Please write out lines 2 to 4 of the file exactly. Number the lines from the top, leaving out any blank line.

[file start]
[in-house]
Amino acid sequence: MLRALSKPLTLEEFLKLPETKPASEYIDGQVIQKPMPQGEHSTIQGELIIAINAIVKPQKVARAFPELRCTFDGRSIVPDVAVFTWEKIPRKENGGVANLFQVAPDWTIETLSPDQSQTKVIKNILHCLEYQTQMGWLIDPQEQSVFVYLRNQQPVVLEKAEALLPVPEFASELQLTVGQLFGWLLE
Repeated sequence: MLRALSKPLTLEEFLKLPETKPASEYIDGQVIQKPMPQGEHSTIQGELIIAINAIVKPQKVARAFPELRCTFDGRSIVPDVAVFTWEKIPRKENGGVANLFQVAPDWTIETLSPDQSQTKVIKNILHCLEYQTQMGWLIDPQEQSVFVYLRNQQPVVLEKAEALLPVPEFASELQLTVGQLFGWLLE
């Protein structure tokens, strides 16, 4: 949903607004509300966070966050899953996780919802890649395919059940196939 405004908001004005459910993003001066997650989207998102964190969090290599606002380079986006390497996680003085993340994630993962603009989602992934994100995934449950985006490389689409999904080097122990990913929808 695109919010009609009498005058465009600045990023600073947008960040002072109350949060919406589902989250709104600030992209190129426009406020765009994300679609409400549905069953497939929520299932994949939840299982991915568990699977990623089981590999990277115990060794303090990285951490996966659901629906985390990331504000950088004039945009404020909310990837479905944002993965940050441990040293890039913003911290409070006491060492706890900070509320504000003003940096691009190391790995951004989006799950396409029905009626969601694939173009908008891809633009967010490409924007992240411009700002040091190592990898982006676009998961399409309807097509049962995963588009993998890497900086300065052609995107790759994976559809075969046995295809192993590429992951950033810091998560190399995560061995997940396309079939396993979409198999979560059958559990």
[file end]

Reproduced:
Amino acid sequence: MLRALSKPLTLEEFLKLPETKPASEYIDGQVIQKPMPQGEHSTIQGELIIAINAIVKPQKVARAFPELRCTFDGRSIVPDVAVFTWEKIPRKENGGVANLFQVAPDWTIETLSPDQSQTKVIKNILHCLEYQTQMGWLIDPQEQSVFVYLRNQQPVVLEKAEALLPVPEFASELQLTVGQLFGWLLE
Repeated sequence: MLRALSKPLTLEEFLKLPETKPASEYIDGQVIQKPMPQGEHSTIQGELIIAINAIVKPQKVARAFPELRCTFDGRSIVPDVAVFTWEKIPRKENGGVANLFQVAPDWTIETLSPDQSQTKVIKNILHCLEYQTQMGWLIDPQEQSVFVYLRNQQPVVLEKAEALLPVPEFASELQLTVGQLFGWLLE
């Protein structure tokens, strides 16, 4: 949903607004509300966070966050899953996780919802890649395919059940196939 405004908001004005459910993003001066997650989207998102964190969090290599606002380079986006390497996680003085993340994630993962603009989602992934994100995934449950985006490389689409999904080097122990990913929808 695109919010009609009498005058465009600045990023600073947008960040002072109350949060919406589902989250709104600030992209190129426009406020765009994300679609409400549905069953497939929520299932994949939840299982991915568990699977990623089981590999990277115990060794303090990285951490996966659901629906985390990331504000950088004039945009404020909310990837479905944002993965940050441990040293890039913003911290409070006491060492706890900070509320504000003003940096691009190391790995951004989006799950396409029905009626969601694939173009908008891809633009967010490409924007992240411009700002040091190592990898982006676009998961399409309807097509049962995963588009993998890497900086300065052609995107790759994976559809075969046995295809192993590429992951950033810091998560190399995560061995997940396309079939396993979409198999979560059958559990």